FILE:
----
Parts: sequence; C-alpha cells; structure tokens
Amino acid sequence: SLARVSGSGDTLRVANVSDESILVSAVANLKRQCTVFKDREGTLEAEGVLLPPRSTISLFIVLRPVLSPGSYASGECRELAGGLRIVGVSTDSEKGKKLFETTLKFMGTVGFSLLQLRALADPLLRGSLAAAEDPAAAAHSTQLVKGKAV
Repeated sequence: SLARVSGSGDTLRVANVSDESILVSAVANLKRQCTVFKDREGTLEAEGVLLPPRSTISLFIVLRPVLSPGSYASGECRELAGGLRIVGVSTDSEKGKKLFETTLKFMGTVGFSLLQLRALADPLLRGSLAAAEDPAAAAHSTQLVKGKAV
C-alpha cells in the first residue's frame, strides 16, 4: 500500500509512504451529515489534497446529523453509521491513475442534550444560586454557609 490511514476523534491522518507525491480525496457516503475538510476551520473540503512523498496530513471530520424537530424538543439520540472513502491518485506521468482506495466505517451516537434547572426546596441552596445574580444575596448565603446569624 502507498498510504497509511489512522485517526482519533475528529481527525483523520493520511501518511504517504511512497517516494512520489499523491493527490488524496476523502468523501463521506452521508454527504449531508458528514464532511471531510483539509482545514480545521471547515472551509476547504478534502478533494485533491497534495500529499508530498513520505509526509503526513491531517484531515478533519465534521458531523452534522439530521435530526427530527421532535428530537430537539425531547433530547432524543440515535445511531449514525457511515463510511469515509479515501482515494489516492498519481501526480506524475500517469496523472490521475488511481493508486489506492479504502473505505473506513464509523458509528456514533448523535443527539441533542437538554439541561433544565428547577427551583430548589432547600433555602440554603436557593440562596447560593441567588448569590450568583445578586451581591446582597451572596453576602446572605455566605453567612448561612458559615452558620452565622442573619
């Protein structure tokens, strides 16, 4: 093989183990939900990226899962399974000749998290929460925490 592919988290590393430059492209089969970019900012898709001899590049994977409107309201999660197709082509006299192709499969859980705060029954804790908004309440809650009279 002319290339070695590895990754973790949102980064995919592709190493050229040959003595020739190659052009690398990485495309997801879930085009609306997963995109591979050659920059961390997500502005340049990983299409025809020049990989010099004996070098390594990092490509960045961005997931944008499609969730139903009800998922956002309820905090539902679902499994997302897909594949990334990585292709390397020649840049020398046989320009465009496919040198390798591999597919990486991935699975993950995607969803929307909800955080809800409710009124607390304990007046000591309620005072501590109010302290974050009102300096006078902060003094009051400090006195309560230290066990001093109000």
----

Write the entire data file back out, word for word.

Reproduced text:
Parts: sequence; C-alpha cells; structure tokens
Amino acid sequence: SLARVSGSGDTLRVANVSDESILVSAVANLKRQCTVFKDREGTLEAEGVLLPPRSTISLFIVLRPVLSPGSYASGECRELAGGLRIVGVSTDSEKGKKLFETTLKFMGTVGFSLLQLRALADPLLRGSLAAAEDPAAAAHSTQLVKGKAV
Repeated sequence: SLARVSGSGDTLRVANVSDESILVSAVANLKRQCTVFKDREGTLEAEGVLLPPRSTISLFIVLRPVLSPGSYASGECRELAGGLRIVGVSTDSEKGKKLFETTLKFMGTVGFSLLQLRALADPLLRGSLAAAEDPAAAAHSTQLVKGKAV
C-alpha cells in the first residue's frame, strides 16, 4: 500500500509512504451529515489534497446529523453509521491513475442534550444560586454557609 490511514476523534491522518507525491480525496457516503475538510476551520473540503512523498496530513471530520424537530424538543439520540472513502491518485506521468482506495466505517451516537434547572426546596441552596445574580444575596448565603446569624 502507498498510504497509511489512522485517526482519533475528529481527525483523520493520511501518511504517504511512497517516494512520489499523491493527490488524496476523502468523501463521506452521508454527504449531508458528514464532511471531510483539509482545514480545521471547515472551509476547504478534502478533494485533491497534495500529499508530498513520505509526509503526513491531517484531515478533519465534521458531523452534522439530521435530526427530527421532535428530537430537539425531547433530547432524543440515535445511531449514525457511515463510511469515509479515501482515494489516492498519481501526480506524475500517469496523472490521475488511481493508486489506492479504502473505505473506513464509523458509528456514533448523535443527539441533542437538554439541561433544565428547577427551583430548589432547600433555602440554603436557593440562596447560593441567588448569590450568583445578586451581591446582597451572596453576602446572605455566605453567612448561612458559615452558620452565622442573619
């Protein structure tokens, strides 16, 4: 093989183990939900990226899962399974000749998290929460925490 592919988290590393430059492209089969970019900012898709001899590049994977409107309201999660197709082509006299192709499969859980705060029954804790908004309440809650009279 002319290339070695590895990754973790949102980064995919592709190493050229040959003595020739190659052009690398990485495309997801879930085009609306997963995109591979050659920059961390997500502005340049990983299409025809020049990989010099004996070098390594990092490509960045961005997931944008499609969730139903009800998922956002309820905090539902679902499994997302897909594949990334990585292709390397020649840049020398046989320009465009496919040198390798591999597919990486991935699975993950995607969803929307909800955080809800409710009124607390304990007046000591309620005072501590109010302290974050009102300096006078902060003094009051400090006195309560230290066990001093109000």